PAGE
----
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In the final days of spring, communities across the country grappled with a rash of violence that included at least four mass shootings in a single weekend. Among them was a shooting at a Juneteenth celebration in a suburb of Austin, Texas, in which two people were killed and 14 were injured, and an attack on a splash pad north of Detroit that left nine people wounded. Experts say that the arrival of warmer weather often brings a seasonal increase in violence; a 2022 study linked abnormally high daily temperatures, like those taking over broad swaths of the U.S., with higher levels of shootings. [Associated Press/Austin American-Statesman/Bridge Michigan]

From The Trace

The ATF has released records detailing the origin of guns smuggled from the United States to Mexico and Central America, marking just the second time in more than 20 years that the agency has disclosed the contents of its firearms tracing database.

The records form the basis of a new report from Stop US Arms to Mexico, a California nonprofit that works to prevent gun trafficking. According to the report, more than 50,000 firearms were smuggled from the United States to Mexico, Guatemala, Honduras, and El Salvador between 2015 and 2022 — and the weapons traced back to nearly every U.S. ZIP code, meaning that trafficking isn’t as heavily concentrated along the southern border as previously thought. The Trace’s Champe Barton has more on the report, the legal battle that preceded the release of the ATF data, and the precedent that this disclosure could set.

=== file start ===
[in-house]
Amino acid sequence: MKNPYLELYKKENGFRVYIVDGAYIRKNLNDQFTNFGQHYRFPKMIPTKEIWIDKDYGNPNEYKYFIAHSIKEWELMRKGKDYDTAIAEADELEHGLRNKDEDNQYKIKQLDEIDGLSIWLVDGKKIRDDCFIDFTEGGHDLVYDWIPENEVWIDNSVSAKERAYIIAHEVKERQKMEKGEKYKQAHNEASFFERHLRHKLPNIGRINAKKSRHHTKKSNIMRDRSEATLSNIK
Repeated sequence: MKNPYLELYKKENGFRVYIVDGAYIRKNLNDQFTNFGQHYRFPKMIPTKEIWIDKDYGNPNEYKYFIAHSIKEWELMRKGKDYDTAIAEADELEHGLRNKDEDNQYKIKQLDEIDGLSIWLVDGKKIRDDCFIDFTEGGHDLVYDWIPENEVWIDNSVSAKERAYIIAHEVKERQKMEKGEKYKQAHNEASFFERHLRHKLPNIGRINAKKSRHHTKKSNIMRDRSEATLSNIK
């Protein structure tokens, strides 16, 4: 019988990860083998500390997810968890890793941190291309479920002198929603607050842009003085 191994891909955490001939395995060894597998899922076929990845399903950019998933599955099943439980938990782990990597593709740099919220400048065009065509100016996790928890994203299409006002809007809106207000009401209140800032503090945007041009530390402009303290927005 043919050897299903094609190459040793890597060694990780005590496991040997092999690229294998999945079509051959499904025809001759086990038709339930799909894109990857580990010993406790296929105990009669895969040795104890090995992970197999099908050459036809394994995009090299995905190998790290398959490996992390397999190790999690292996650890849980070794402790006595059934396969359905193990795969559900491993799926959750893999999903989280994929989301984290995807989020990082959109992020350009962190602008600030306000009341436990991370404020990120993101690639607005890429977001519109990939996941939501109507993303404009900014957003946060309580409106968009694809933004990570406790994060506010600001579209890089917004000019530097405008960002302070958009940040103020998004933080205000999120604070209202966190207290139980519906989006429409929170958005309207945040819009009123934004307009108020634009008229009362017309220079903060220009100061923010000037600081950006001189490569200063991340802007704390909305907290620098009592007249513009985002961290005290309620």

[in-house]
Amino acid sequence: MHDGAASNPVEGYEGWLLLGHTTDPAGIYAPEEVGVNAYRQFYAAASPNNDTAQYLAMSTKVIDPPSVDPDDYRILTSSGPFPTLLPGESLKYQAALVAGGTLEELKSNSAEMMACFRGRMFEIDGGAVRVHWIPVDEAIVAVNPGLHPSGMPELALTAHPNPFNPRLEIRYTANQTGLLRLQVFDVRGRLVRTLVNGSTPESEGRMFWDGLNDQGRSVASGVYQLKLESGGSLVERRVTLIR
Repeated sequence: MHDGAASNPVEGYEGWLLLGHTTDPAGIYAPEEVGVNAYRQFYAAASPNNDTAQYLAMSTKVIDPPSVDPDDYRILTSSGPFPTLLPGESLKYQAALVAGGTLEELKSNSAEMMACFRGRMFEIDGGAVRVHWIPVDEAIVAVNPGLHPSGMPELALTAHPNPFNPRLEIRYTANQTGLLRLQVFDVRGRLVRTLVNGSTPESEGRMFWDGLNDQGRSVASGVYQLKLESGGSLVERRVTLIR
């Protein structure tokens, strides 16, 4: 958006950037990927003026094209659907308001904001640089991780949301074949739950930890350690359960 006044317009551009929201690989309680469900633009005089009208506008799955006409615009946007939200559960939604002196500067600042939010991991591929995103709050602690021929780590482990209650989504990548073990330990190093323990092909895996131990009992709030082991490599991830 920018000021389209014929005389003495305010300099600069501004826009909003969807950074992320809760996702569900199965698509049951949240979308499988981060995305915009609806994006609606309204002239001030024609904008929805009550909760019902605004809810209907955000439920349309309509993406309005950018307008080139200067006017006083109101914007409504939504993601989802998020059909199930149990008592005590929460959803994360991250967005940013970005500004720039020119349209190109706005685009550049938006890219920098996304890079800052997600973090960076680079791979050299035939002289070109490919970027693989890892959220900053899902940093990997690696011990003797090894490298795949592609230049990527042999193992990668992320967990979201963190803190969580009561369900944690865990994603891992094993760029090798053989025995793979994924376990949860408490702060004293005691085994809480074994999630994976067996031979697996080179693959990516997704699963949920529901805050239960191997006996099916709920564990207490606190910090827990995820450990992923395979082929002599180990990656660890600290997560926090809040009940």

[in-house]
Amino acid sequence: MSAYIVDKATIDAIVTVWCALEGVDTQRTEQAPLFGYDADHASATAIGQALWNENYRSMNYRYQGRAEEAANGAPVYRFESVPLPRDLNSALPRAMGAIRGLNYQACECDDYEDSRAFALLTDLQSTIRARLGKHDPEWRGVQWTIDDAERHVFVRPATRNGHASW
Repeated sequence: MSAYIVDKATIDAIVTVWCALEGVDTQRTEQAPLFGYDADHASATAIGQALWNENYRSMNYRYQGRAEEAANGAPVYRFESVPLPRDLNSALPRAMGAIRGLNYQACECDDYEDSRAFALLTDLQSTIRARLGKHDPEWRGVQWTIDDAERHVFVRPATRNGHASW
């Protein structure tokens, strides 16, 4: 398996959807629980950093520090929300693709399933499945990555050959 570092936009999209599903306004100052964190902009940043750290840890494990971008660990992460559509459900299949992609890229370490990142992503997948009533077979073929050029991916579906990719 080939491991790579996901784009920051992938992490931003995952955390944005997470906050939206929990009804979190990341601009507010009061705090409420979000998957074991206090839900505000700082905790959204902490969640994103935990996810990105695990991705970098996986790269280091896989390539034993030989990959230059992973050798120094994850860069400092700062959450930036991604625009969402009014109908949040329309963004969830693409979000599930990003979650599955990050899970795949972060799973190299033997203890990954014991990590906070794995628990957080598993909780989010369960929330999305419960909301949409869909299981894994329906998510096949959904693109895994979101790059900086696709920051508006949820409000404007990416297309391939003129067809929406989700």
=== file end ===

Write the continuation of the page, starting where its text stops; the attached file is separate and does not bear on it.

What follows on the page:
Read more from The Trace →

What to Know Today

We’re hiring! The Trace is seeking a reporter to cover gun violence in the Great Lakes region and an editor to lead our Gun Violence Data Hub. View the job postings and learn more here.

Police in San Antonio, Texas, lost a crucial piece of evidence — a bullet — tied to the 2023 shooting death of an 8-month-old baby. City audits show that it wasn’t the first time the department had a problem handling evidence. [Texas Observer

After more than two decades spent teaching Kentucky and North Carolina kids, Lisa Williams decided that this school year would be her last in the classroom. Why was she ready to go? “This year, I started carrying a bulletproof backpack to work,” Williams writes. “Although school authorities trust me to put myself between a bullet and a student, they don’t trust me to choose books for 18-year-olds in college-level courses.” [The Assembly

William English, a little-known political economist at Georgetown University, has been cited in scores of lawsuits seeking to overturn gun restrictions, including the Supreme Court’s landmark Bruen decision, the 2022 ruling that upended firearm regulations across the country. At first glance, English’s work appears independent — but it has undisclosed ties to pro-gun interests. [The New York Times

The lengthy legal battle over whether documents related to a 2023 school shooting in Nashville should be released under Tennessee’s public records law seemed to be coming to an end this week. Then the judge got word that a media outlet had again published stories based on allegedly leaked documents. [The Tennessean/Associated Press]


Climate Change Is Warming Cities. Could the Trend Affect Gun Violence?: Authors of a study linking high daily temperatures with increased shootings say their findings highlight the importance of climate resiliency in under-resourced areas. (December 2022)